- "Barnes evokes an entire world, and it is this sense of cultural possibilities and constraints, the freedoms they might make possible and the havoc they can wreak, that makes reading Arthur & George such a rewarding experience. (...) This novel is among the very best to arrive from England in recent years." - Stephen Bernstein, Review of Contemporary Fiction
- "Arthur is the name attraction in this story, but George is Barnes' greater creation. (...) Barnes enjoys teasing out the many minor ironies in the case" - Laura Miller, Salon
- "Barnes' novel contains as many facets as a well-cut diamond: biographies of Barnes' two eponymous protagonists, a wonderful study in contrasts; a dark, blood-boiling story of xenophobia, scapegoating and persecution; a courtroom drama; a love story; a history of spiritualism's unlikely rise from rationalist roots; and a vivid portrait of Edwardian England." - Heller McAlpin, San Francisco Chronicle
- "Barnesís prose is lucid but slightly antiquated; there are no self-conscious flourishes, just a subtly crystallised sense of earlier ways of looking at the world. (...) The whole book is thoroughly involving and full of particulars. But somehow I came to the end of it feeling that some kind of clinching artifice -- something beyond wonderful writing and great sensitivity that might have transformed the tale and lifted it onto the plane of art -- had been approached but not quite achieved." - Sebastian Smee, The Spectator
- "Barnesís suave, elegant prose -- alive here with precision, irony and humaneness -- has never been used better than in this extraordinary true-life tale, which is as terrifically told as any by its hero Conan Doyle himself." - Peter Kemp, Sunday Times
- "Barnes appears to have been overwhelmed by his research. (...) George is less than convincing, and the Holmesian spirit is altogether lacking. There is a sense of strain and imbalance, and an ominous crunching sound, as of tinny social realism buckling beneath a fairly solid chunk of fictional biography -- an overwhelming sensation, to finish the metaphor off entirely, of ill-matched wrestling opponents leaning exhausted on a sadly absent referee." - Lewis Jones, The Telegraph
- "(I)t is both meticulously researched and vividly imagined, both gripping and thoughtful. (...) His book is partly about the pain and uncertainty that comes with the crumbling of old certainties (belief in orthodox religion, in the Empire, in codes of sexual honour and the impartiality of British justice); but also celebrates human goodness and trust." - Caroline Moore, The Telegraph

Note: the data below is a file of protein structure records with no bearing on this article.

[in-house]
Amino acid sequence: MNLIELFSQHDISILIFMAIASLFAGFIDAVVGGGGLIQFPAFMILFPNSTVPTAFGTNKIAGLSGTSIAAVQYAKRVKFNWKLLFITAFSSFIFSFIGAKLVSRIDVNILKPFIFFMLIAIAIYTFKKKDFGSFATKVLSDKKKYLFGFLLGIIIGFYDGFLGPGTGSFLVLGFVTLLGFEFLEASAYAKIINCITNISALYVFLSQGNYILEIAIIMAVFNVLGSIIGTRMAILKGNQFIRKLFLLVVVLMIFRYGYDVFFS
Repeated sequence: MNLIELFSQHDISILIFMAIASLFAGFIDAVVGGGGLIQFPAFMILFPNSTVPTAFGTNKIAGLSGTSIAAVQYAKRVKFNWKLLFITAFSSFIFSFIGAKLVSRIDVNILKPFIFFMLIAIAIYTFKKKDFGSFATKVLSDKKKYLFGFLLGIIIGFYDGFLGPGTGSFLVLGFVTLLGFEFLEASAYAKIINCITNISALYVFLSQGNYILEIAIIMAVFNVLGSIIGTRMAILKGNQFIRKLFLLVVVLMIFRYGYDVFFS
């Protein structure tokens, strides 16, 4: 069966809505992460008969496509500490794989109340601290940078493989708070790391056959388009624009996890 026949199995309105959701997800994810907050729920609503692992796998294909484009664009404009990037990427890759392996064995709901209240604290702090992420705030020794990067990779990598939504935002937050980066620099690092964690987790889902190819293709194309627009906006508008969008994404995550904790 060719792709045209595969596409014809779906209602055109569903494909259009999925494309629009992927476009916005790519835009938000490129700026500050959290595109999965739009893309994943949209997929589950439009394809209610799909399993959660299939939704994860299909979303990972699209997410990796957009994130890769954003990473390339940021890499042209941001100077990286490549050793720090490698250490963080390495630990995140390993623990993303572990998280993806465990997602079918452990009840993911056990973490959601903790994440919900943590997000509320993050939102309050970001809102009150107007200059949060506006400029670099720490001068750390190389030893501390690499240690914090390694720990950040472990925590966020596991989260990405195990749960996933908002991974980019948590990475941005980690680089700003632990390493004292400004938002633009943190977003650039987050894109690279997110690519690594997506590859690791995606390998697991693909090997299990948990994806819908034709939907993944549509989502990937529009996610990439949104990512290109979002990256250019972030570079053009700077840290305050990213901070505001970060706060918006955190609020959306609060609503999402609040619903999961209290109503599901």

- "From the first paragraphs we know ourselves to be in the hands of a major novelist and are borne forward by a compelling narrative, beautifully controlled, which combines the satisfactions of biography, social history and the excitement and ratiocination of a real-life detective story. This novel is Barnes at his best." - P.D.James, The Times
- "Yet the story is girdled round with so many frames, caveats, diversions, parentheses and asides that it is never allowed to build up momentum. The criticism that has dogged Barnes's career -- that he is more essayist than fiction writer -- sometimes applies here, as his digressions, musings and philosophizing hobble any chance for the narrative to acquire conviction. With the literary novelist's disdain for genre, he tosses away the chance to work up the material into a meaty mystery, a detective story, a courtroom drama. There is surely no shame, nothing unworthy or philistine in making the reader turn the page not as a matter of mild curiosity but out of a fervent desire to know what happens next. Doyle, one suspects, might have had some suggestions." - Jon Barnes, Times Literary Supplement
- "A deft blend of genres -- thriller, courtroom drama, biography, romance -- Arthur & George never proves less than dexterous. As in previous books, Barnes negotiates the actual and the imagined effortlessly. And yet, there's a hollowness, or perhaps hermeticism, at the novel's core." - Alexis Soloski, The Village Voice
- "Barnes's writing is, as usual, masterly throughout Arthur & George, not only as the pages shift from one man's consciousness to the other's but also in the way their author keeps the reader on edge. Facts are interpreted, then reinterpreted; the bigoted speak convincingly; nothing turns out quite as expected; and even the book's coda delivers a final shock. Most of all, though, Barnes knows how to control readers' reactions" - Michael Dirda, The Washington Post
Please note that these ratings solely represent the complete review's biased interpretation and subjective opinion of the actual reviews and do not claim to accurately reflect or represent the views of the reviewers.
Similarly the illustrative quotes chosen here are merely those the complete review subjectively believes represent the tenor and judgment of the review as a whole. We acknowledge (and remind and warn you) that they may, in fact, be entirely unrepresentative of the actual reviews by any other measure.
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The complete review's Review:
Arthur & George tells two life-stories that, for a time, intersected; it is a fiction based closely on actual events.
The characters of the title are Arthur Conan Doyle, the creator of Sherlock Holmes, and George Edalji, a man who "had wanted to be known as a lawyer, and he had ended up being known for a miscarriage of justice."